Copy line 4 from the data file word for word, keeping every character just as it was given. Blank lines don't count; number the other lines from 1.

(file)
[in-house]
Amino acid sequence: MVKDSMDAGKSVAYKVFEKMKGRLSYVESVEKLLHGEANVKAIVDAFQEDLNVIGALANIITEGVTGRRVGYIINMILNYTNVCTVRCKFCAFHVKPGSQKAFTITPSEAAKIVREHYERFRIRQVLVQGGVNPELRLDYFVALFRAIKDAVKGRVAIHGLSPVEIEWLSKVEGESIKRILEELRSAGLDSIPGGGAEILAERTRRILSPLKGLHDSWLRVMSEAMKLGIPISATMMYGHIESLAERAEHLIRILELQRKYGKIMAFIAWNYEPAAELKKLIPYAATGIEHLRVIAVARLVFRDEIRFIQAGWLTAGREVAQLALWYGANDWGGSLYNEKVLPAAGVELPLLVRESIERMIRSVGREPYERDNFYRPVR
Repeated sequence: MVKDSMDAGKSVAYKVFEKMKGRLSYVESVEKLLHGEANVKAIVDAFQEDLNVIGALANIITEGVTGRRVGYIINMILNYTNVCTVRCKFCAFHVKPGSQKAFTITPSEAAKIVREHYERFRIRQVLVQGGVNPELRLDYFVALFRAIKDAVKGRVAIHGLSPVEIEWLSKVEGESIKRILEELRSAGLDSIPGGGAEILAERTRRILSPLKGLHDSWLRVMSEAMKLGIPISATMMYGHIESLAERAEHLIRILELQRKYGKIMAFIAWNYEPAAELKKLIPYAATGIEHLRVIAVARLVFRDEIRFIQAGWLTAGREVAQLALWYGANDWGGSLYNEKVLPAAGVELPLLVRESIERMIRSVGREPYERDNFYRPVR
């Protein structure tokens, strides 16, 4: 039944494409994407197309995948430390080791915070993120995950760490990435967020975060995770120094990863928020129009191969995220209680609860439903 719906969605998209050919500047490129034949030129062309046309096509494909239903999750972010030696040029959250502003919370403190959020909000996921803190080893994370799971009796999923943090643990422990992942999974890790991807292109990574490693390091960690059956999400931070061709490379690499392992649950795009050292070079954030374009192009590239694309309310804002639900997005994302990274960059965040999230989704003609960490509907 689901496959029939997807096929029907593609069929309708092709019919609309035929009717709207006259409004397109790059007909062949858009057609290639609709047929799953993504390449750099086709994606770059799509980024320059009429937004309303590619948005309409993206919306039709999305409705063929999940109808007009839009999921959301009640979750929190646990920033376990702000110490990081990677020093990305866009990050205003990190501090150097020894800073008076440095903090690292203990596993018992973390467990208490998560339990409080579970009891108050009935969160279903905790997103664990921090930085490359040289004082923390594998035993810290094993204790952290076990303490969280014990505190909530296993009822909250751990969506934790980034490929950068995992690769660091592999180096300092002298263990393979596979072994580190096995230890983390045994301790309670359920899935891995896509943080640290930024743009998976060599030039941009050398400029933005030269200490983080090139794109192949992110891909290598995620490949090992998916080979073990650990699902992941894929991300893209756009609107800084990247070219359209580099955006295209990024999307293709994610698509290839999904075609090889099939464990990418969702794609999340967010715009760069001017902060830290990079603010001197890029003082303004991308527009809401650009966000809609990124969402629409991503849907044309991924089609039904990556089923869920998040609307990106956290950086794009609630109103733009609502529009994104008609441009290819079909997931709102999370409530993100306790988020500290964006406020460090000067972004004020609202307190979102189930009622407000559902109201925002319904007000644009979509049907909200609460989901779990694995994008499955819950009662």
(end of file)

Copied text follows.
């Protein structure tokens, strides 16, 4: 039944494409994407197309995948430390080791915070993120995950760490990435967020975060995770120094990863928020129009191969995220209680609860439903 719906969605998209050919500047490129034949030129062309046309096509494909239903999750972010030696040029959250502003919370403190959020909000996921803190080893994370799971009796999923943090643990422990992942999974890790991807292109990574490693390091960690059956999400931070061709490379690499392992649950795009050292070079954030374009192009590239694309309310804002639900997005994302990274960059965040999230989704003609960490509907 689901496959029939997807096929029907593609069929309708092709019919609309035929009717709207006259409004397109790059007909062949858009057609290639609709047929799953993504390449750099086709994606770059799509980024320059009429937004309303590619948005309409993206919306039709999305409705063929999940109808007009839009999921959301009640979750929190646990920033376990702000110490990081990677020093990305866009990050205003990190501090150097020894800073008076440095903090690292203990596993018992973390467990208490998560339990409080579970009891108050009935969160279903905790997103664990921090930085490359040289004082923390594998035993810290094993204790952290076990303490969280014990505190909530296993009822909250751990969506934790980034490929950068995992690769660091592999180096300092002298263990393979596979072994580190096995230890983390045994301790309670359920899935891995896509943080640290930024743009998976060599030039941009050398400029933005030269200490983080090139794109192949992110891909290598995620490949090992998916080979073990650990699902992941894929991300893209756009609107800084990247070219359209580099955006295209990024999307293709994610698509290839999904075609090889099939464990990418969702794609999340967010715009760069001017902060830290990079603010001197890029003082303004991308527009809401650009966000809609990124969402629409991503849907044309991924089609039904990556089923869920998040609307990106956290950086794009609630109103733009609502529009994104008609441009290819079909997931709102999370409530993100306790988020500290964006406020460090000067972004004020609202307190979102189930009622407000559902109201925002319904007000644009979509049907909200609460989901779990694995994008499955819950009662």